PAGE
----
After jaunting off to Cancún with his family Wednesday night, Senator Ted Cruz explained that he was merely escorting his girls on a vacation trip with their friends. In an apparent bid for sympathy, he noted that, like millions of other Texans, “our family lost heat and water.” Cynics immediately cast doubt on this claim, so this afternoon I decided to check out the senator’s power situation for myself. Supplied with Cruz’s address by a knowledgeable friend, I drove the fifteen minutes from my Houston apartment to the uber-rich River Oaks neighborhood where Cruz lives.
From the street, Cruz’s white, Colonial Revival–style mansion looked dark and uninhabited. A neighbor informed me that the block had indeed lost power before finally getting it back late Wednesday night. A glance at the lighted lanterns flanking the doorways of other homes on the block confirmed this. The senator’s story appeared to check out. But then I heard barking and noticed a small, white dog looking out the bottom right pane of glass in the senator’s front door. Had Cruz left his dog behind?
As I approached to knock, a man stepped out of the Suburban parked in Cruz’s driveway. “Is this Senator Cruz’s house?” I asked. He said it was, that Cruz wasn’t home, and identified himself as a security guard. When asked who was taking care of the dog, the guard volunteered that he was. Reassured of the dog’s well-being, I returned to my car. Before leaving, though, I took a photo of the house from my car window, making sure not to include the house address.
A 2014 Facebook post by Cruz, apparently showing a picture of the dog, identifies it as a rescue puppy named, aptly enough, Snowflake (gender unknown). Some on Twitter have questioned whether the dog is in fact a poodle, suggesting alternative breeds such as a Bichon Frise. I couldn’t get close enough to tell, and I’m no canine expert, but “Ted Cruz’s poodle” just sounds funny.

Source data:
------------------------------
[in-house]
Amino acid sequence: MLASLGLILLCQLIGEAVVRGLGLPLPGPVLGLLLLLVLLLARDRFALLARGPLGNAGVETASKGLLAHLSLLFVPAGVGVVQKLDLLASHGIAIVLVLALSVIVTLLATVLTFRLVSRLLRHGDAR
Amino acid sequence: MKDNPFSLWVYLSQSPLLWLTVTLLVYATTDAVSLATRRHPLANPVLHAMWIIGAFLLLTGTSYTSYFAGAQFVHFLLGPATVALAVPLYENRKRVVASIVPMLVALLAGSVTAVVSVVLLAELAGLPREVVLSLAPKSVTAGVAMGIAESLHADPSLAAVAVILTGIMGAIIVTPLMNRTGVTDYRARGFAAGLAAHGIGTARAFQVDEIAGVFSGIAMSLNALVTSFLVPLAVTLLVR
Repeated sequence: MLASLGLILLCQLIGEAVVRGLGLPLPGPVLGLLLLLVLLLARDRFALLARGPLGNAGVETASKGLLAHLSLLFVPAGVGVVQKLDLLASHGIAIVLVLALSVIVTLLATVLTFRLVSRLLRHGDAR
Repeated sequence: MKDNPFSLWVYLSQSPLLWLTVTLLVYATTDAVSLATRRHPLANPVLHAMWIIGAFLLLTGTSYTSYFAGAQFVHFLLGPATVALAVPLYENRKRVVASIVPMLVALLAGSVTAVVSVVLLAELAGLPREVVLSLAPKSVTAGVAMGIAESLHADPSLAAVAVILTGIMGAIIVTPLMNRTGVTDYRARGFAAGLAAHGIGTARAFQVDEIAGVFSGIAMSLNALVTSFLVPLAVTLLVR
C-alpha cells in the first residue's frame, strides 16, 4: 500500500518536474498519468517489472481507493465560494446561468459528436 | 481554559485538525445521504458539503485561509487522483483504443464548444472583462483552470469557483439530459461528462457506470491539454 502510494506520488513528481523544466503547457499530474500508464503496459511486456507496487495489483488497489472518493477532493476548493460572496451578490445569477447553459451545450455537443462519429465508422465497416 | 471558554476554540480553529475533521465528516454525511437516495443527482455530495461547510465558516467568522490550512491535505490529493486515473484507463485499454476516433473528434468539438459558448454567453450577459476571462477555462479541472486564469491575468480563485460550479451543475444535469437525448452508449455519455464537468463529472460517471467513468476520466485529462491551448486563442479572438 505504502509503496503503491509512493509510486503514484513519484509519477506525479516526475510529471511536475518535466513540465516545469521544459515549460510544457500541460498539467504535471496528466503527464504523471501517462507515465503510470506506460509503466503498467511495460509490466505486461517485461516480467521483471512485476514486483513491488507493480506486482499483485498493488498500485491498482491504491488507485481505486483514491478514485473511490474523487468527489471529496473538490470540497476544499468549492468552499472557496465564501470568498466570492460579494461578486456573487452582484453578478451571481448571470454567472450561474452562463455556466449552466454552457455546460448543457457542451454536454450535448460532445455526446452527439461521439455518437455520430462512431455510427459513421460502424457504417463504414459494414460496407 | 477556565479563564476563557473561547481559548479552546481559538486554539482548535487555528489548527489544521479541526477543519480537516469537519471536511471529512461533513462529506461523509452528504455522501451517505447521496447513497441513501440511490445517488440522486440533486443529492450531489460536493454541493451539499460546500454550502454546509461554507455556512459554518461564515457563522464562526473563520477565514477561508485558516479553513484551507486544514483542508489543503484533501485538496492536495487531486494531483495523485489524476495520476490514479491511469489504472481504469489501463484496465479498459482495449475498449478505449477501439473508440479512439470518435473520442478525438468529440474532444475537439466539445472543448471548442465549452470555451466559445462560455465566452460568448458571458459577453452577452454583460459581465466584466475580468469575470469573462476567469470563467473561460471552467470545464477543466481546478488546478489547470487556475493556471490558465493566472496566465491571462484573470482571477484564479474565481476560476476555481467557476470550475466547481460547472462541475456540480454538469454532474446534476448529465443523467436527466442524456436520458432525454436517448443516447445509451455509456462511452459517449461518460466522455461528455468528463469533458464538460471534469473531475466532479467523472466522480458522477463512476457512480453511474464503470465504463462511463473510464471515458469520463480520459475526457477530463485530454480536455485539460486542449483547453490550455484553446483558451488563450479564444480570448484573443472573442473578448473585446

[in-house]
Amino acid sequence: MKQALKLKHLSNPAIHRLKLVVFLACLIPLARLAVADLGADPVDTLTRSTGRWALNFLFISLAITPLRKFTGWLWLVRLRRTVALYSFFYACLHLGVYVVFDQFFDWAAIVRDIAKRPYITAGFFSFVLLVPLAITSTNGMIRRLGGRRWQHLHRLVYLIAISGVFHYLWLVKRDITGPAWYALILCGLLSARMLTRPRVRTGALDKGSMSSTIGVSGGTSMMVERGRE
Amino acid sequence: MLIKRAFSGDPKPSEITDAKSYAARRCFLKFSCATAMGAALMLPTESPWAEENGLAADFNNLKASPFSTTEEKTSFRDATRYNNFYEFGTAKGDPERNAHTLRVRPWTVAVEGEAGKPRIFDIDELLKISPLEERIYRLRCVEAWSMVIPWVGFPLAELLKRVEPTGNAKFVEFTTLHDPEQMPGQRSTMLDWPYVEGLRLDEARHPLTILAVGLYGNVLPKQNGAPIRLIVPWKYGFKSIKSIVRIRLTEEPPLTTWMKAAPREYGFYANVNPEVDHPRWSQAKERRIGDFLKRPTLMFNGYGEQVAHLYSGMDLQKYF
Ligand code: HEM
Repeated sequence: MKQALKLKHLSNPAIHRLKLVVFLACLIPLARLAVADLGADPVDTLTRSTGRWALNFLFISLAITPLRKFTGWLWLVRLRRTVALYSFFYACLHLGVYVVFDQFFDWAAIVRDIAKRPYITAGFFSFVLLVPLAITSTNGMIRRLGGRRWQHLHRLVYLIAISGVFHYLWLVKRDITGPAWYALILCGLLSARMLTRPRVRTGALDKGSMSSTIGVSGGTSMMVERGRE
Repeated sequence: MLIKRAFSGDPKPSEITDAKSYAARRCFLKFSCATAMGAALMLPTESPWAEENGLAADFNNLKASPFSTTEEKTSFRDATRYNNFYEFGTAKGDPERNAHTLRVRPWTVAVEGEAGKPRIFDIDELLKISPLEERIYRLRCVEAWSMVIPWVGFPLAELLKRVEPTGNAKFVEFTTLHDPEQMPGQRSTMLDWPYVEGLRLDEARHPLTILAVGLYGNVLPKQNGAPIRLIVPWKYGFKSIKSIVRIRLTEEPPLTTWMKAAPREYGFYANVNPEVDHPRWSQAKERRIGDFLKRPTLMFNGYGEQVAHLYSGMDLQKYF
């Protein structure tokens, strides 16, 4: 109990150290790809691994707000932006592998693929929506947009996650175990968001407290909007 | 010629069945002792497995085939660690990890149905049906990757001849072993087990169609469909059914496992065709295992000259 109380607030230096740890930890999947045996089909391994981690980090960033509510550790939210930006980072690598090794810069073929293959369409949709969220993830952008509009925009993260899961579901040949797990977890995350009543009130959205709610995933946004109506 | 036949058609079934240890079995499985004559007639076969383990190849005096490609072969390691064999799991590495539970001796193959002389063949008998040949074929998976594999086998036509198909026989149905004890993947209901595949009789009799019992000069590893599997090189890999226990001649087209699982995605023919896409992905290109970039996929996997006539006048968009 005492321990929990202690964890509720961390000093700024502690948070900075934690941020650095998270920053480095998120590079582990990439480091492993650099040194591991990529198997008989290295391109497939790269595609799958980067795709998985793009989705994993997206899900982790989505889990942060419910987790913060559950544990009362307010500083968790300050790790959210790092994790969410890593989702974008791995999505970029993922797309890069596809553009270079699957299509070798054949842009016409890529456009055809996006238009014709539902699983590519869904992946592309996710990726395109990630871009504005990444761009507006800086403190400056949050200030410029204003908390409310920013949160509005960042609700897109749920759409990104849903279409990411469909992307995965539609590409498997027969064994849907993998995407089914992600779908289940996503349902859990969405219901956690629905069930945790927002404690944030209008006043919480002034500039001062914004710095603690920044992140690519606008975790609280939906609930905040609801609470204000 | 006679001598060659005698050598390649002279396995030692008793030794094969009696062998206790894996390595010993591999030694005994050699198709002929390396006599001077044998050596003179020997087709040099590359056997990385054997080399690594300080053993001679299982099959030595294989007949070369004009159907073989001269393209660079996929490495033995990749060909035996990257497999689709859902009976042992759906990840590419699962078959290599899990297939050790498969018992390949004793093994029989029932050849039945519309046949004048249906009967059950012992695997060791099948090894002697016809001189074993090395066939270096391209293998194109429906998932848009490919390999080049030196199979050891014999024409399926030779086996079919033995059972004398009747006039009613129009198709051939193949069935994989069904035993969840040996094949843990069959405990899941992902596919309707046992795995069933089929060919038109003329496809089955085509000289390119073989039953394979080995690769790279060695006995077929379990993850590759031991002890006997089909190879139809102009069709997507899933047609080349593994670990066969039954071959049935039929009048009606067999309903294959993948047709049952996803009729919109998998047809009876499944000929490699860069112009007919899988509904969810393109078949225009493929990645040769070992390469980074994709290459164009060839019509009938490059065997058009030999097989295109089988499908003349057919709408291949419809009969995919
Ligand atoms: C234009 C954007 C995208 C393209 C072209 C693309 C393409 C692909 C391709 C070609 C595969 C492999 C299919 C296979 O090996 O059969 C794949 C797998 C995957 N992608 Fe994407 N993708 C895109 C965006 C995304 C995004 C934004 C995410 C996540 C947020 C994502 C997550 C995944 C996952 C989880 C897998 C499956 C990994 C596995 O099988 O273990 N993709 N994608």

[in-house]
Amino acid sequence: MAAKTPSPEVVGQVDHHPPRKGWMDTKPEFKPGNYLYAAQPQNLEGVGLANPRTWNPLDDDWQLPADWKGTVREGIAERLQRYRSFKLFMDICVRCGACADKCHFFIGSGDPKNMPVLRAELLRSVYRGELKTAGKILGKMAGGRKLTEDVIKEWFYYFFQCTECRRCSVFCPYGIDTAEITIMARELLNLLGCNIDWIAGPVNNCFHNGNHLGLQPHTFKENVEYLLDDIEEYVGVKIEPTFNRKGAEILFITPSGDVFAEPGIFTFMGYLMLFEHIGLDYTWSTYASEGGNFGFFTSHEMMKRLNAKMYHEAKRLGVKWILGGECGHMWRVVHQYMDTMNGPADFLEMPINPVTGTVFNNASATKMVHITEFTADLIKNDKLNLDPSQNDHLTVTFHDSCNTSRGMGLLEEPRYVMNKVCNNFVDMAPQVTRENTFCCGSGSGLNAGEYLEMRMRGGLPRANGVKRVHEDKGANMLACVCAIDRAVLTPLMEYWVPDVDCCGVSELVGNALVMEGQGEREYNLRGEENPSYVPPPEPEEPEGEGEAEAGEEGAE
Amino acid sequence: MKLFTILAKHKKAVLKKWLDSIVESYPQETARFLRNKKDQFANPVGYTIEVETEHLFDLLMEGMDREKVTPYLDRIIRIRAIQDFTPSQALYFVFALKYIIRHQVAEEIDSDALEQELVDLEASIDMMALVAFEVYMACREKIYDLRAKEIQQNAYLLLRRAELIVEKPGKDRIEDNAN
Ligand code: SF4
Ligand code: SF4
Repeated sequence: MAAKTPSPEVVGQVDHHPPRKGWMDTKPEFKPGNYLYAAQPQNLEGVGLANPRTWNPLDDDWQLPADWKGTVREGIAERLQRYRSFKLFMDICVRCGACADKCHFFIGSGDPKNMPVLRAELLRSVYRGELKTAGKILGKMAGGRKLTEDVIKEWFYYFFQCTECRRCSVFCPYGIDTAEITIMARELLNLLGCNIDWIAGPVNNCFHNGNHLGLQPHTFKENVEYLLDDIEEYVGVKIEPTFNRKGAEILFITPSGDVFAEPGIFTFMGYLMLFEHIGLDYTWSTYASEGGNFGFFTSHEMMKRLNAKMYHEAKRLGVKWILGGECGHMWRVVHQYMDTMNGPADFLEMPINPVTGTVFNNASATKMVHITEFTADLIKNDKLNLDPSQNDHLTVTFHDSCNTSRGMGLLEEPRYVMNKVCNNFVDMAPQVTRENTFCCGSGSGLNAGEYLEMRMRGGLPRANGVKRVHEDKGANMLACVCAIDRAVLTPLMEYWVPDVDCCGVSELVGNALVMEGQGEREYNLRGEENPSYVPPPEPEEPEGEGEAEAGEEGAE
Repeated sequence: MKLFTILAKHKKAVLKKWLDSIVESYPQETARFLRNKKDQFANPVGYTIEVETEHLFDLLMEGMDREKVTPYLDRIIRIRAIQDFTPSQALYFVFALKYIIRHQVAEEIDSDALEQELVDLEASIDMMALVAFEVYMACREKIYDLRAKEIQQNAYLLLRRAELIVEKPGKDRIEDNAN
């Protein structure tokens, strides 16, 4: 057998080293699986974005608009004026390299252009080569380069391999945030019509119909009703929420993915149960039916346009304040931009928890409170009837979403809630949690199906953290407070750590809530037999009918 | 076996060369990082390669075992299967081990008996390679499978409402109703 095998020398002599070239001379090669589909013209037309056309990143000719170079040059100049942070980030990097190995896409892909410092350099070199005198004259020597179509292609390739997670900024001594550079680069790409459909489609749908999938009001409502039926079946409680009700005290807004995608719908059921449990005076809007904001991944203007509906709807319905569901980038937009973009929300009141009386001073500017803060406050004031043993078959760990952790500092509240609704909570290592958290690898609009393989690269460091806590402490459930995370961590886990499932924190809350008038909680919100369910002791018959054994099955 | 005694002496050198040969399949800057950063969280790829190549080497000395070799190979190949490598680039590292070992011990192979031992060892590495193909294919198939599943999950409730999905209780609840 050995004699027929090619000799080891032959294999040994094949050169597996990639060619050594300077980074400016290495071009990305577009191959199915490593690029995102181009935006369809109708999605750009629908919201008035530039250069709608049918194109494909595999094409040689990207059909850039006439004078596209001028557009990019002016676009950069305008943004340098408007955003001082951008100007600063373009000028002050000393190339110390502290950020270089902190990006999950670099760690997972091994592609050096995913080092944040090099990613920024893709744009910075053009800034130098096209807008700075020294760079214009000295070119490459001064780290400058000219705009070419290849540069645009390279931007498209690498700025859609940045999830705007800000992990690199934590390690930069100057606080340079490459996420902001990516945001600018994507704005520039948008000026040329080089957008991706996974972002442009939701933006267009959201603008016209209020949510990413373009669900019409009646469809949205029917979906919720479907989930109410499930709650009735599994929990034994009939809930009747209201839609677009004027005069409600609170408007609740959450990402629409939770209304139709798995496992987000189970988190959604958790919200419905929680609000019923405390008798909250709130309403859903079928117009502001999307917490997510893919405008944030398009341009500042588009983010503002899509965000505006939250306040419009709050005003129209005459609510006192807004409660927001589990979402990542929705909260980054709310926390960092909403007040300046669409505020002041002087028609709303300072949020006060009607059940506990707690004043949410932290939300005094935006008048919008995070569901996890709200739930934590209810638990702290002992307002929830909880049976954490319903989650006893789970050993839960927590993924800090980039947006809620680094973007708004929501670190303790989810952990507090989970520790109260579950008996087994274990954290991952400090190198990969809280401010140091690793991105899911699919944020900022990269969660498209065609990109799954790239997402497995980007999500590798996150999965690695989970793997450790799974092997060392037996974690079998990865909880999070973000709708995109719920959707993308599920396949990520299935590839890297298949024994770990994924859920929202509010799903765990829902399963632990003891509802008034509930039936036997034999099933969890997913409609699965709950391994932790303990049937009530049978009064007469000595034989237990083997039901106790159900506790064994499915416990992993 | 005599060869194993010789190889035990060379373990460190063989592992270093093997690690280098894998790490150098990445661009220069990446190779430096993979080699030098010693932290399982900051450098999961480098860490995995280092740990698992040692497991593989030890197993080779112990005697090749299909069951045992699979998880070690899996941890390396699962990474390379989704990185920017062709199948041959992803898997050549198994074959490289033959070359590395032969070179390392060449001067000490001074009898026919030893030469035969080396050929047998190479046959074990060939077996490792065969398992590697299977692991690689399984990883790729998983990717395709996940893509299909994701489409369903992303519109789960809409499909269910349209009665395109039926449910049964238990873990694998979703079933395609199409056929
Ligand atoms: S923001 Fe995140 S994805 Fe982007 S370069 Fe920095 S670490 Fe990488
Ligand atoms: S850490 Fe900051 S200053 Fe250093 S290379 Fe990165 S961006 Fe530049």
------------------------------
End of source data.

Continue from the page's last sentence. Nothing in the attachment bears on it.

As soon as I posted the photo on Twitter, noting that Cruz “appears to have left behind the family poodle,” all hell broke loose. “Tell me they really didn’t leave that dog home alone,” one person replied. “That pooch deserves better,” grumbled another. People tagged the ASPCA and PETA. Then there were what I have come to call the Poodle Truthers. “Where’s the snow and ice?” “I don’t think this is really @tedcruz house, where’s the snow?” I tried to explain that after two sunny, 40-degree days, the snow and ice had melted, but some continued to insist the photo was fake.
For most, though, especially Texans like me who have suffered through a week without heat or water in freezing overnight weather, the notion of Cruz leaving his dog behind to hit the beach was all too much — especially the thought of the power being out when they left. (The New York Times reported that Cruz’s wife Heidi had complained that the house was “FREEZING” in a group chat to friends and neighbors that proposed leaving the blackout behind for the Ritz-Carlton in Cancún.)
Like far too many of us, I’ve been without power and water for most of the week. I spent one night at the apartment of a friend who still has power, but the rest of the time I’ve been bundled up in multiple layers of clothing, shivering beneath four blankets, leaving the apartment only to charge devices in my car. With only an electric stove, I couldn’t heat up food. I haven’t showered since Sunday. And it could be worse — my parents in Austin still have no power or water, and yesterday one of their pipes burst, flooding the first floor of their house. To watch our junior senator escape to Cancun while the rest of us freeze is the ultimate indignity.
Correction: This story has been updated to correct the ages of Cruz’s daughters.